Big Ben returns in this second piece, by Katie Jo Heiner Shupe, along with some of London’s smaller icons: a telephone box and a double decker bus.  This one is capturing a particular specific scene.  I like the details of every stone of the sidewalk and the building framing the picture on the left, and the textured clouds in the sky.
        By contrast, here’s a piece with sparser lines and lots of white space depicting the Tower of London by Lance Duffin.  It may be simple, but it captures all the necessary details so that its subject is instantly recognizable.
        We couldn’t possibly depict London without the Underground, so here’s the Piccadilly Station entrance with its iconic round symbol, and the statue on the Shaftesbury Memorial Fountain in the background.  Fun fact: although usually called Eros, the statue was originally intended to depict Anteros, Eros’s little brother and god of requited love.  As for the block print,  by John Gledhill, it’s especially interesting in not putting white outlines around the various black objects, including the posts flanking the underground entrance and the man’s suit and briefcase.

        And finally, a juxtaposition of old and new: St Paul’s Cathedral and the Millenium Bridge, by Susan Short.  This one has an interesting depiction of the shadow of the bridge’s cables falling across its pier and the Thames below, but perhaps the most interesting thing is that it’s printed on paper that has a subtle wood grain pattern.  This makes a lovely, pale, slightly rosy sky in the large blank area that emphasizes our low viewpoint.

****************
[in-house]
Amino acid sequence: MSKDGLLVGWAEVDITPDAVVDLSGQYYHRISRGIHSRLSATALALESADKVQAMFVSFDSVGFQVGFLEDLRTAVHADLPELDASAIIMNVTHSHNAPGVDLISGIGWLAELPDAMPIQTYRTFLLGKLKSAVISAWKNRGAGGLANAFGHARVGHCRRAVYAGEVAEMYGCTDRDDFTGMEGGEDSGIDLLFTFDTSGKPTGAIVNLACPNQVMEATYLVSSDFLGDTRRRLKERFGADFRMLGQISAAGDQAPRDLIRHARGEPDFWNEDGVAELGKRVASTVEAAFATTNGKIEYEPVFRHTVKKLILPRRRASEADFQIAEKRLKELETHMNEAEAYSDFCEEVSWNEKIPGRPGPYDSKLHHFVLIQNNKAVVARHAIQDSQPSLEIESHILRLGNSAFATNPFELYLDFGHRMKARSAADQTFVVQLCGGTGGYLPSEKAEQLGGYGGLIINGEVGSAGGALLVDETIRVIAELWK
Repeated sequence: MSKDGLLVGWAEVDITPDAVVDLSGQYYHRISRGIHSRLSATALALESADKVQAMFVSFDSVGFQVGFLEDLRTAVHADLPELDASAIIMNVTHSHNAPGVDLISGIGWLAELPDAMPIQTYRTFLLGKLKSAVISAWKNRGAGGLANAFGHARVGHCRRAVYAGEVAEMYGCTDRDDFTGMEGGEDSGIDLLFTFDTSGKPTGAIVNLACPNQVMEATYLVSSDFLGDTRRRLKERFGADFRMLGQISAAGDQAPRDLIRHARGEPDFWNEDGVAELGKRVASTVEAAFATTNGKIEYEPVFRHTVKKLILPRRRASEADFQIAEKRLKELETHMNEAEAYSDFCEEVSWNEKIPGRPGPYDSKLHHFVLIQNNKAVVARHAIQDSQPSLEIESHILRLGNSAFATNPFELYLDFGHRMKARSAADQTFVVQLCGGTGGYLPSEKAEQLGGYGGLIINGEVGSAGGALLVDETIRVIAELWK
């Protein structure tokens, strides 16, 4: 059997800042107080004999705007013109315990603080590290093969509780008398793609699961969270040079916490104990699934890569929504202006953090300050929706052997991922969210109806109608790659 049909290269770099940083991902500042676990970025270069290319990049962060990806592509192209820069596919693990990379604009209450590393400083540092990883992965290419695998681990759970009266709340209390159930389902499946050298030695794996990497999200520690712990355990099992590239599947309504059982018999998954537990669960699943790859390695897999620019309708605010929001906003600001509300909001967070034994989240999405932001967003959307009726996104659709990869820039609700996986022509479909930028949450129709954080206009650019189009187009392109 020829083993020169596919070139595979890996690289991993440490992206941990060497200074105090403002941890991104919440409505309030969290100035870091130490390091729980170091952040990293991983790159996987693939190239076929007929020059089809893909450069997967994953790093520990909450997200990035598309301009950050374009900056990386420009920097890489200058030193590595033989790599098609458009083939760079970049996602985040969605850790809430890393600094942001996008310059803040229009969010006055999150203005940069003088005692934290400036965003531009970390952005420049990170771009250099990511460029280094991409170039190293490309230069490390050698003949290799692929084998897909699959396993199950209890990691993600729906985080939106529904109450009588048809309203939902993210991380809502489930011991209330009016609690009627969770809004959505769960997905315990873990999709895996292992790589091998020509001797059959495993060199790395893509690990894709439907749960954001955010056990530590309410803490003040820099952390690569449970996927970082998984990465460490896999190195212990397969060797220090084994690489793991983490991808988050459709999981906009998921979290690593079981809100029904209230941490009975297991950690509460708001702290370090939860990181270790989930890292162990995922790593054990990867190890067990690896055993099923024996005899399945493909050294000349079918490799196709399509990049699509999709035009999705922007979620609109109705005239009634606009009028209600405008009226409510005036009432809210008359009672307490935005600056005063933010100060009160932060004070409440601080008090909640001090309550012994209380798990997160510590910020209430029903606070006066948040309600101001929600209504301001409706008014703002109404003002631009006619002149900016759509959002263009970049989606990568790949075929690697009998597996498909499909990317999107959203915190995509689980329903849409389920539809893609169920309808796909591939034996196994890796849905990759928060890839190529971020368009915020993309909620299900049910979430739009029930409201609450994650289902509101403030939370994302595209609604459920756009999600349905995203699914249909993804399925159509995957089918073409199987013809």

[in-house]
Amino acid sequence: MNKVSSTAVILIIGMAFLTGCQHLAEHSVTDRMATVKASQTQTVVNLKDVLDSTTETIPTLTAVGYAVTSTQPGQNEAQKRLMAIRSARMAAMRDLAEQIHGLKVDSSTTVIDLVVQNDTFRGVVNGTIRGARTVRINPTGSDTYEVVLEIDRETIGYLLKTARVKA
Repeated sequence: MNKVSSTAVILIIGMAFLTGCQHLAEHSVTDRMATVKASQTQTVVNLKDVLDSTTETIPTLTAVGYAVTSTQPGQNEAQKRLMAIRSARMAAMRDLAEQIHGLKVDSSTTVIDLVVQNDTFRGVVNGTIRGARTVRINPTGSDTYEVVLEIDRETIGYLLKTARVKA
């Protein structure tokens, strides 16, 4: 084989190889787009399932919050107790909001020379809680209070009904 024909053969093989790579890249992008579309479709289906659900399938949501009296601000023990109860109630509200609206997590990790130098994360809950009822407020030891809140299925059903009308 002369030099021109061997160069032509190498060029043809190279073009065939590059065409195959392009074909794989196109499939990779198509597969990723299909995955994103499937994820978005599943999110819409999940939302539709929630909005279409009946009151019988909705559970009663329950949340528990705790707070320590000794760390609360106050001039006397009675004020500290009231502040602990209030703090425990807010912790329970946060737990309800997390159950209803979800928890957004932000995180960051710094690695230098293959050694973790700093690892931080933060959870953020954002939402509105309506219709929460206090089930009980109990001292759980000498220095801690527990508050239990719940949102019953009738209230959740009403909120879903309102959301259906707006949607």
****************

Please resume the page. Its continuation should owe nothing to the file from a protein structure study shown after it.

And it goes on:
So, five cool views of the city of London, five artists, five different icons on which to focus, with different styles, different levels of detail and texture.  (It's also interesting that 4/5 are in vertical rather than "landscape" format.)  What fun!

[Pictures: Central London Skyline and Landmarks, linocut print by Abigail Daker (Image from the artist’s Etsy shop abidaker);
London, linocut print by Katie Jo Heiner Shupe (See the artist’s Etsy Shop BonVoyart);
Tower of London, linocut by Lance Duffin, 2018 (Image from Flickr);
Piccadilly III, linocut by John Gledhill, c 2014 (Image from the artist’s web site.)
St Pauls & Millenium Bridge, woodcut by Susan Short (Image from the artist’s web site.)]